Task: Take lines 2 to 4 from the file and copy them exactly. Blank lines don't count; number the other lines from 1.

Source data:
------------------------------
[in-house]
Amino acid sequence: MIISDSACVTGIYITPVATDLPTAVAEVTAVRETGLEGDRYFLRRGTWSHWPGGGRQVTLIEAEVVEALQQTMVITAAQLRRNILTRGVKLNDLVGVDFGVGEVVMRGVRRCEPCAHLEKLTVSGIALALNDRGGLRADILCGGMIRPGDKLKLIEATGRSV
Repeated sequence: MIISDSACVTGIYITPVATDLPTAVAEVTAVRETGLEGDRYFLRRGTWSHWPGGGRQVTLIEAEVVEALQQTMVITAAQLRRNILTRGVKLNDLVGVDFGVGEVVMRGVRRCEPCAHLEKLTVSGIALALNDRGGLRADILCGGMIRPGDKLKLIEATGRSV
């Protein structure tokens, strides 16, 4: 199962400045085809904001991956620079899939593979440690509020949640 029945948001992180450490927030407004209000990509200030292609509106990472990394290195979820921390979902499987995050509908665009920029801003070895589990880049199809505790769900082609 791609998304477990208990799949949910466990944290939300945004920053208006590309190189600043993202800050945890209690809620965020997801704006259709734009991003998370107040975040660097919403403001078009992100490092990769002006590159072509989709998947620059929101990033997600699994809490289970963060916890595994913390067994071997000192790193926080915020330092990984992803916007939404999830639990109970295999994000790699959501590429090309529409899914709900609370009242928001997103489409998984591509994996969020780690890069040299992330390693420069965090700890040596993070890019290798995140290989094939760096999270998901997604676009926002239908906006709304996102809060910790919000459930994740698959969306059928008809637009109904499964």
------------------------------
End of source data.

Amino acid sequence: MIISDSACVTGIYITPVATDLPTAVAEVTAVRETGLEGDRYFLRRGTWSHWPGGGRQVTLIEAEVVEALQQTMVITAAQLRRNILTRGVKLNDLVGVDFGVGEVVMRGVRRCEPCAHLEKLTVSGIALALNDRGGLRADILCGGMIRPGDKLKLIEATGRSV
Repeated sequence: MIISDSACVTGIYITPVATDLPTAVAEVTAVRETGLEGDRYFLRRGTWSHWPGGGRQVTLIEAEVVEALQQTMVITAAQLRRNILTRGVKLNDLVGVDFGVGEVVMRGVRRCEPCAHLEKLTVSGIALALNDRGGLRADILCGGMIRPGDKLKLIEATGRSV
């Protein structure tokens, strides 16, 4: 199962400045085809904001991956620079899939593979440690509020949640 029945948001992180450490927030407004209000990509200030292609509106990472990394290195979820921390979902499987995050509908665009920029801003070895589990880049199809505790769900082609 791609998304477990208990799949949910466990944290939300945004920053208006590309190189600043993202800050945890209690809620965020997801704006259709734009991003998370107040975040660097919403403001078009992100490092990769002006590159072509989709998947620059929101990033997600699994809490289970963060916890595994913390067994071997000192790193926080915020330092990984992803916007939404999830639990109970295999994000790699959501590429090309529409899914709900609370009242928001997103489409998984591509994996969020780690890069040299992330390693420069965090700890040596993070890019290798995140290989094939760096999270998901997604676009926002239908906006709304996102809060910790919000459930994740698959969306059928008809637009109904499964």